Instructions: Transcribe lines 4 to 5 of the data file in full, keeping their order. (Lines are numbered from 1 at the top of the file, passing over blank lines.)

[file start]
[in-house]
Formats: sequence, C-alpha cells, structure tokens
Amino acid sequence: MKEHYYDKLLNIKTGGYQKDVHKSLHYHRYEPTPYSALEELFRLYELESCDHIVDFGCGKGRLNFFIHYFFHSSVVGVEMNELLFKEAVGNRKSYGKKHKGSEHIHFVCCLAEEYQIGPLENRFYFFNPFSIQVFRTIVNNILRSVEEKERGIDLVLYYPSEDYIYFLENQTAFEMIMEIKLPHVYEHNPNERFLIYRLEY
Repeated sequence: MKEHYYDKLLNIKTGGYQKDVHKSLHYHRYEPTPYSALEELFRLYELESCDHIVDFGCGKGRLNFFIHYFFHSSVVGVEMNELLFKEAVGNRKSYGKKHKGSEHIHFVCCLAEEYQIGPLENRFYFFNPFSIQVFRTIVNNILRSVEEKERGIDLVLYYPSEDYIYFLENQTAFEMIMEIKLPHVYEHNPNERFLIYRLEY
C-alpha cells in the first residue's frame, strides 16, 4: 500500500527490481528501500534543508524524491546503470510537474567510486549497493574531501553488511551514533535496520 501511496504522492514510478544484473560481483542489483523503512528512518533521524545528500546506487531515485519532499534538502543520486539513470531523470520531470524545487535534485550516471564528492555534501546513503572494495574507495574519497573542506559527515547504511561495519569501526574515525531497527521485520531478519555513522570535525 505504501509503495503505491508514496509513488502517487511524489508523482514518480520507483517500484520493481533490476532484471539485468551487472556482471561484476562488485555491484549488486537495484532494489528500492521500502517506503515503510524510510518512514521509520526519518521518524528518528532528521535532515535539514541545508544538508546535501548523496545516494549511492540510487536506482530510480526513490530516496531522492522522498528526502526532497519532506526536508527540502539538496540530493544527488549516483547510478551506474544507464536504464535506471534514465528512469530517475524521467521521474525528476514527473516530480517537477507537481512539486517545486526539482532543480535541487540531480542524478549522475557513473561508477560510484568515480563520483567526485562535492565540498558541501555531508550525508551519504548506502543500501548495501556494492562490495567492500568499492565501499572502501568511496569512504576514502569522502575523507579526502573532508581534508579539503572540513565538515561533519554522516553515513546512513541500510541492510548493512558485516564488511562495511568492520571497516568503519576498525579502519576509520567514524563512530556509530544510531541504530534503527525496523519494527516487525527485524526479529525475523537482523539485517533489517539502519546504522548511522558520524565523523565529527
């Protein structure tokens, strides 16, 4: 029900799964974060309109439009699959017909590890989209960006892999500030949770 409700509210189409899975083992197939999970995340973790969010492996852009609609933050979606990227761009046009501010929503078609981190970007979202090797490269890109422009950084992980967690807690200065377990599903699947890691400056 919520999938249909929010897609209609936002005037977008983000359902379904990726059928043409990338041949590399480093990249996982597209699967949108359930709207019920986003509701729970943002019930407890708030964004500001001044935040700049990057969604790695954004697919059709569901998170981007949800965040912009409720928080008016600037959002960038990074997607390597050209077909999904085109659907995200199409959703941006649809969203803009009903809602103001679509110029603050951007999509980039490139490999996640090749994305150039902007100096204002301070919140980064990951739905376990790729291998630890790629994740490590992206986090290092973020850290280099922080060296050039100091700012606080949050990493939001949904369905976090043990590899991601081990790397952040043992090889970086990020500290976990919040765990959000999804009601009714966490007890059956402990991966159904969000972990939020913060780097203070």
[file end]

Repeated sequence: MKEHYYDKLLNIKTGGYQKDVHKSLHYHRYEPTPYSALEELFRLYELESCDHIVDFGCGKGRLNFFIHYFFHSSVVGVEMNELLFKEAVGNRKSYGKKHKGSEHIHFVCCLAEEYQIGPLENRFYFFNPFSIQVFRTIVNNILRSVEEKERGIDLVLYYPSEDYIYFLENQTAFEMIMEIKLPHVYEHNPNERFLIYRLEY
C-alpha cells in the first residue's frame, strides 16, 4: 500500500527490481528501500534543508524524491546503470510537474567510486549497493574531501553488511551514533535496520 501511496504522492514510478544484473560481483542489483523503512528512518533521524545528500546506487531515485519532499534538502543520486539513470531523470520531470524545487535534485550516471564528492555534501546513503572494495574507495574519497573542506559527515547504511561495519569501526574515525531497527521485520531478519555513522570535525 505504501509503495503505491508514496509513488502517487511524489508523482514518480520507483517500484520493481533490476532484471539485468551487472556482471561484476562488485555491484549488486537495484532494489528500492521500502517506503515503510524510510518512514521509520526519518521518524528518528532528521535532515535539514541545508544538508546535501548523496545516494549511492540510487536506482530510480526513490530516496531522492522522498528526502526532497519532506526536508527540502539538496540530493544527488549516483547510478551506474544507464536504464535506471534514465528512469530517475524521467521521474525528476514527473516530480517537477507537481512539486517545486526539482532543480535541487540531480542524478549522475557513473561508477560510484568515480563520483567526485562535492565540498558541501555531508550525508551519504548506502543500501548495501556494492562490495567492500568499492565501499572502501568511496569512504576514502569522502575523507579526502573532508581534508579539503572540513565538515561533519554522516553515513546512513541500510541492510548493512558485516564488511562495511568492520571497516568503519576498525579502519576509520567514524563512530556509530544510531541504530534503527525496523519494527516487525527485524526479529525475523537482523539485517533489517539502519546504522548511522558520524565523523565529527